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Ohio Life

Soggy Sailing

Corrugated creations are New Richmond’s Cardboard Boat Regatta.

Wood, steel and fiberglass all are great boat-building materials. Cardboard? Not so much. Don’t tell the folks in New Richmond that, though. For more than two decades, the village, which is located about 20 minutes southeast of Cincinnati, has hosted an annual boat race featuring vessels crafted only from corrugated cardboard, duct tape and paint.

Around 5,000 people turn out each summer to witness the Cardboard Boat Regatta, which this year is set for Aug. 15. On average, more than 70 participants build boats they paddle down a 200-yard course on the Ohio River. The race awards 27 wooden paddle trophies for a variety of achievements, ranging from fastest racer to most creative boat. Ray Perszyk has been involved with the race since its second year.

“It’s one of those events that I can honestly say, I’ve never seen anyone walk away without a smile on their face,” he says.

The Festival: River Days has been New Richmond’s primary festival since the 1970s. Originally occurring over the Fourth of July, it was eventually moved to the month of August to get more exposure. Fair food, gambling tents, live music, a rib cook-off and carnival rides are all part of the three-day celebration, and the boat race is the centerpiece of the event. “Shanna and Jim Morarity started it 23 years ago,” says Perszyk, adding that the couple is still involved today. “They had an idea to build boats on the beaches of the river. They provided cardboard and tape and said, have at it.”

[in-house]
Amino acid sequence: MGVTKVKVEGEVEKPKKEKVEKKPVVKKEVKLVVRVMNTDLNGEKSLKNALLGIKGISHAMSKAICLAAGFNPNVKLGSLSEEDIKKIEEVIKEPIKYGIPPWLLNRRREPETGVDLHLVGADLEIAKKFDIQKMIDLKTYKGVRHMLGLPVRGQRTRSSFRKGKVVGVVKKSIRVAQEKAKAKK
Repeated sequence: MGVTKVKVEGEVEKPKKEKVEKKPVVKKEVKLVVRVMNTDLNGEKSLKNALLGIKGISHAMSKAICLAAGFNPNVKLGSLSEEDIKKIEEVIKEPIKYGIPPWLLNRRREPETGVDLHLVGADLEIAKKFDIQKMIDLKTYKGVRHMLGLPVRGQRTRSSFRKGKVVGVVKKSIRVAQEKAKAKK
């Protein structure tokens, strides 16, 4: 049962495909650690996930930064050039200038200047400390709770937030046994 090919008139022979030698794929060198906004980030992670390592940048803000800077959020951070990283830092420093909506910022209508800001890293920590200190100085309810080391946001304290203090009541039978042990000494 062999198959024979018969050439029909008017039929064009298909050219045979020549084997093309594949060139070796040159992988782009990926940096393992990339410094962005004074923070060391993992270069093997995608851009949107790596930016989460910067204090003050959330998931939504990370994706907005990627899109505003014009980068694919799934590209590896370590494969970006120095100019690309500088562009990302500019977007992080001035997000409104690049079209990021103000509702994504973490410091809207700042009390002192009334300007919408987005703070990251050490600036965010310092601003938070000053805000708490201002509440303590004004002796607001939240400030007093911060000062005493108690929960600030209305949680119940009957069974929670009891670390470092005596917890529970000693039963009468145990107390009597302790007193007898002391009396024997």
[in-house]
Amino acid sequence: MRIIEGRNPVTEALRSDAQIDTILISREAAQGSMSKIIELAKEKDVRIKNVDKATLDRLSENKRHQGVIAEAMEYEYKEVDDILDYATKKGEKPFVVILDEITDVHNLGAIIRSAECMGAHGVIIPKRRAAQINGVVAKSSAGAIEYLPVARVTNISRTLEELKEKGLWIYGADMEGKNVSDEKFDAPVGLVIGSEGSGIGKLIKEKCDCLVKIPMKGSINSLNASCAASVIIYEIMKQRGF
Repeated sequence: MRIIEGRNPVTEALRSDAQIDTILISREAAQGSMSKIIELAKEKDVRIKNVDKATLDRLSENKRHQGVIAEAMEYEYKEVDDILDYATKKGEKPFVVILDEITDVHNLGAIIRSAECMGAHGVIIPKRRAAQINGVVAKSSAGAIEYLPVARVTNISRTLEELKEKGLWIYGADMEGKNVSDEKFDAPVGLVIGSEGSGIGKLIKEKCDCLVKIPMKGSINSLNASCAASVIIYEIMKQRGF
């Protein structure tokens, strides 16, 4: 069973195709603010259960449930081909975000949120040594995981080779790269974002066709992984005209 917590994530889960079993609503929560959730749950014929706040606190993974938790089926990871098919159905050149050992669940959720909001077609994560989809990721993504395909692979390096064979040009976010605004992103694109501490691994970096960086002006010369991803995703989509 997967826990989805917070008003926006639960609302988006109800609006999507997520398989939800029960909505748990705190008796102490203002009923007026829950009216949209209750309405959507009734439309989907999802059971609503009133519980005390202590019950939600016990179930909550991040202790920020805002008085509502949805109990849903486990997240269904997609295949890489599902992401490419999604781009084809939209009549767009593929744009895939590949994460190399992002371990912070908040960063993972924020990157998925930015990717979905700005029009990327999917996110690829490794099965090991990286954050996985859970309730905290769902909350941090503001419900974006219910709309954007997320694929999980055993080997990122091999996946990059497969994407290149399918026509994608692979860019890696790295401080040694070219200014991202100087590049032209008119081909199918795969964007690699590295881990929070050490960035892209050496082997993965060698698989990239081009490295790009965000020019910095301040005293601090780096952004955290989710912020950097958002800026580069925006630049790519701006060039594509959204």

The Boats: These days, participants put a lot of time into their boats, and Perszyk knows the secret to keeping one afloat. “You paint it five times with latex-based house paint, and once you think you have it painted enough, you paint it three more times.” The trick to keeping the boat upright, he adds, isn’t in the paint, but in the tape. “People forget to seal the inside, and then water can seep in.” Even if you spring a leak, you can still end up a winner. A Titanic award goes to the most dramatic sinking.

The History:
See boats from races past at the Cardboard Boat Museum. Housed in a former gas station, the free attraction is home to more than 30 vessels, including a Batman-themed boat and a replica of a Hacker-Craft motorboat. Museum volunteers make boats for local businesses as well as for themselves. One year, they built a replica of the Island Queen riverboat, which is on display at the museum. “That [riverboat] was in the Cincinnati area for years,” says Tom Lemon, one of the museum’s co-founders. “We said, hey, let’s do the Island Queen because everybody knows about it.”

New Richmond River Days runs throughout August. Visit newrichmond.org for more information.

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